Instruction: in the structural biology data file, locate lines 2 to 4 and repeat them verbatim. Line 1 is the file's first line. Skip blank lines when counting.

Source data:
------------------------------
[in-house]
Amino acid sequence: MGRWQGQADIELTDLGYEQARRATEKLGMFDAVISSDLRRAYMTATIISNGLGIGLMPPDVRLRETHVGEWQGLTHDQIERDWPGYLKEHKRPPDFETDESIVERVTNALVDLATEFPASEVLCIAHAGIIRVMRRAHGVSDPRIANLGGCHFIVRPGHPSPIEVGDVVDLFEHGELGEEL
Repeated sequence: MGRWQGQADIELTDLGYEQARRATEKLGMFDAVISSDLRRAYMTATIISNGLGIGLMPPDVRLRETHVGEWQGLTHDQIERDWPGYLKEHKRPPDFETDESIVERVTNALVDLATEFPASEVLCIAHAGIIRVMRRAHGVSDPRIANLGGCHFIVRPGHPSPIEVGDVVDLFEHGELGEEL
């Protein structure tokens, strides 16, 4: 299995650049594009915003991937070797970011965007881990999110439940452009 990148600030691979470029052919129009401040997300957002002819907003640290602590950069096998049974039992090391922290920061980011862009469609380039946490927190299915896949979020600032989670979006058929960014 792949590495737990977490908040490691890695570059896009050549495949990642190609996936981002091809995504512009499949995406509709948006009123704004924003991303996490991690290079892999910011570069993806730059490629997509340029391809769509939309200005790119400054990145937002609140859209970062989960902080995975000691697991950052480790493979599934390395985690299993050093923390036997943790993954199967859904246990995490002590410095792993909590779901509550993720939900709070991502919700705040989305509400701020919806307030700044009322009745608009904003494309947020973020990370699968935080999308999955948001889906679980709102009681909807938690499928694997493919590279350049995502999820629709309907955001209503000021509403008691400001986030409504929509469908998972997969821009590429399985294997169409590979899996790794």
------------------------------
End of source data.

Amino acid sequence: MGRWQGQADIELTDLGYEQARRATEKLGMFDAVISSDLRRAYMTATIISNGLGIGLMPPDVRLRETHVGEWQGLTHDQIERDWPGYLKEHKRPPDFETDESIVERVTNALVDLATEFPASEVLCIAHAGIIRVMRRAHGVSDPRIANLGGCHFIVRPGHPSPIEVGDVVDLFEHGELGEEL
Repeated sequence: MGRWQGQADIELTDLGYEQARRATEKLGMFDAVISSDLRRAYMTATIISNGLGIGLMPPDVRLRETHVGEWQGLTHDQIERDWPGYLKEHKRPPDFETDESIVERVTNALVDLATEFPASEVLCIAHAGIIRVMRRAHGVSDPRIANLGGCHFIVRPGHPSPIEVGDVVDLFEHGELGEEL
């Protein structure tokens, strides 16, 4: 299995650049594009915003991937070797970011965007881990999110439940452009 990148600030691979470029052919129009401040997300957002002819907003640290602590950069096998049974039992090391922290920061980011862009469609380039946490927190299915896949979020600032989670979006058929960014 792949590495737990977490908040490691890695570059896009050549495949990642190609996936981002091809995504512009499949995406509709948006009123704004924003991303996490991690290079892999910011570069993806730059490629997509340029391809769509939309200005790119400054990145937002609140859209970062989960902080995975000691697991950052480790493979599934390395985690299993050093923390036997943790993954199967859904246990995490002590410095792993909590779901509550993720939900709070991502919700705040989305509400701020919806307030700044009322009745608009904003494309947020973020990370699968935080999308999955948001889906679980709102009681909807938690499928694997493919590279350049995502999820629709309907955001209503000021509403008691400001986030409504929509469908998972997969821009590429399985294997169409590979899996790794």